The Cheese Festival seems to get bigger every year and it also seems that more of the days sell out each year as well. I hear many stories of people who get there only to find that there are no tickets left. The popularity of the event has some benefits, the stall holders see more traffic and the attendees get to enjoy a festive event.
But the size of the event also comes at a price. The smaller stall holders can’t afford to be there, not only because of the cost of the stand but also the amount of produce they have to give away and the fact that they are lost in a sea of stands. If you were to ask someone what cheese they just tasted, few would be able to remember the name of the stand, let alone the cheese. This means that there are less small producers and interesting products, a shame for those who are actually going for the cheese.
For the visitors, apart from the emphasis on big producers which makes it less interesting, the size of the event also means that getting a taste of cheese and some face time with the person representing the product is almost impossible.
Despite these negatives, I think it’s still a worthwhile event. But to get the most out of it, you have to accept it for what it is. The cheese festival is a fun day out. It’s kid friendly and there are many things to keep you entertained with plenty of food options to sustain you.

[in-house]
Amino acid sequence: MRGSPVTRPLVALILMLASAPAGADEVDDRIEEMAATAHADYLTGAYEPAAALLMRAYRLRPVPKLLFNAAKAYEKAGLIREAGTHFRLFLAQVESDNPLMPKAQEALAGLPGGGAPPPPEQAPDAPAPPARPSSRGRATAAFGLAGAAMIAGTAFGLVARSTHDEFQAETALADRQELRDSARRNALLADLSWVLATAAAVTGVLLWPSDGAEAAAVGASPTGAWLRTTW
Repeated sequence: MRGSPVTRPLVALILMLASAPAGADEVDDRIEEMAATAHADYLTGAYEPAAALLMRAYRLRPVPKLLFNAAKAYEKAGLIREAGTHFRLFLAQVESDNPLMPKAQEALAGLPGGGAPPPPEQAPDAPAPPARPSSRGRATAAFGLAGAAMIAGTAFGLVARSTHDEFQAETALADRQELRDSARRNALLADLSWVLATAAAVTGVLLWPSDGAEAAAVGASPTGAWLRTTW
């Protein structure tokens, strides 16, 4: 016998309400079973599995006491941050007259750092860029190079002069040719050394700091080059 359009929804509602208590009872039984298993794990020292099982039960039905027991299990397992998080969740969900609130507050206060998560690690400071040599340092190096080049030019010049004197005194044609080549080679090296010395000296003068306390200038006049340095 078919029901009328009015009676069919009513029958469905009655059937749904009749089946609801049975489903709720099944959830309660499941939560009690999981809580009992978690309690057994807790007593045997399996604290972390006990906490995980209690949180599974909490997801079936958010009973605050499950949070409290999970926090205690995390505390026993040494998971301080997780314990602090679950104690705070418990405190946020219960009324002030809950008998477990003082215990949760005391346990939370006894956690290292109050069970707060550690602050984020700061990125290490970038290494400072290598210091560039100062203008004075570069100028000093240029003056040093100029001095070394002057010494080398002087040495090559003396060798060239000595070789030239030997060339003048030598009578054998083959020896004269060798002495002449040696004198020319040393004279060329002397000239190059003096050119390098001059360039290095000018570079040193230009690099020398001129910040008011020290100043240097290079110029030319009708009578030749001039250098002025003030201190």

You will get to taste cheese, but very few that are out of the ordinary. You will be able to buy cheese at a good price and olive oil, wine and other goodies too. You may encounter some new products, you may also learn something at a stand or at one of the cooking demonstrations. You will find a tasty lunch option and you could find a nice spot to sit in the sunshine and enjoy your food while listening to the live music (which is not that great). Your kids will love the petting zoo and being able to run around.
All these things make for a great day out, but it’s not about the cheese.